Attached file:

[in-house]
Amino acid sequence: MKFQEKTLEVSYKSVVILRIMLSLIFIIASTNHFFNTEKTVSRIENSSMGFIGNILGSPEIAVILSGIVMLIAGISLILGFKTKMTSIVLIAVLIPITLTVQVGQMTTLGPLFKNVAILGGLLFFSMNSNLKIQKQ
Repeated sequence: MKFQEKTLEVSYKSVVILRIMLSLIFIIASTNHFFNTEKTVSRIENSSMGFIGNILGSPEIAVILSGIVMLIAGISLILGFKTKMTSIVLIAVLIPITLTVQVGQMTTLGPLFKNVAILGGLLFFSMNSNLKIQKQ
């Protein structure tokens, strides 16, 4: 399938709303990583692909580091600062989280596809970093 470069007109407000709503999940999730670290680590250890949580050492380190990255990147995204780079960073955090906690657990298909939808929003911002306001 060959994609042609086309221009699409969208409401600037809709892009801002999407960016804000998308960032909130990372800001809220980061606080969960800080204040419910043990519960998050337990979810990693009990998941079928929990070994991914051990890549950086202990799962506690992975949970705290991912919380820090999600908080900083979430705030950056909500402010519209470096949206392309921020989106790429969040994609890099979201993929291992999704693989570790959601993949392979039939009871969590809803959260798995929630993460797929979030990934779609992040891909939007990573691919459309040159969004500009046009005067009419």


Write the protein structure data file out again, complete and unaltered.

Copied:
[in-house]
Amino acid sequence: MKFQEKTLEVSYKSVVILRIMLSLIFIIASTNHFFNTEKTVSRIENSSMGFIGNILGSPEIAVILSGIVMLIAGISLILGFKTKMTSIVLIAVLIPITLTVQVGQMTTLGPLFKNVAILGGLLFFSMNSNLKIQKQ
Repeated sequence: MKFQEKTLEVSYKSVVILRIMLSLIFIIASTNHFFNTEKTVSRIENSSMGFIGNILGSPEIAVILSGIVMLIAGISLILGFKTKMTSIVLIAVLIPITLTVQVGQMTTLGPLFKNVAILGGLLFFSMNSNLKIQKQ
């Protein structure tokens, strides 16, 4: 399938709303990583692909580091600062989280596809970093 470069007109407000709503999940999730670290680590250890949580050492380190990255990147995204780079960073955090906690657990298909939808929003911002306001 060959994609042609086309221009699409969208409401600037809709892009801002999407960016804000998308960032909130990372800001809220980061606080969960800080204040419910043990519960998050337990979810990693009990998941079928929990070994991914051990890549950086202990799962506690992975949970705290991912919380820090999600908080900083979430705030950056909500402010519209470096949206392309921020989106790429969040994609890099979201993929291992999704693989570790959601993949392979039939009871969590809803959260798995929630993460797929979030990934779609992040891909939007990573691919459309040159969004500009046009005067009419």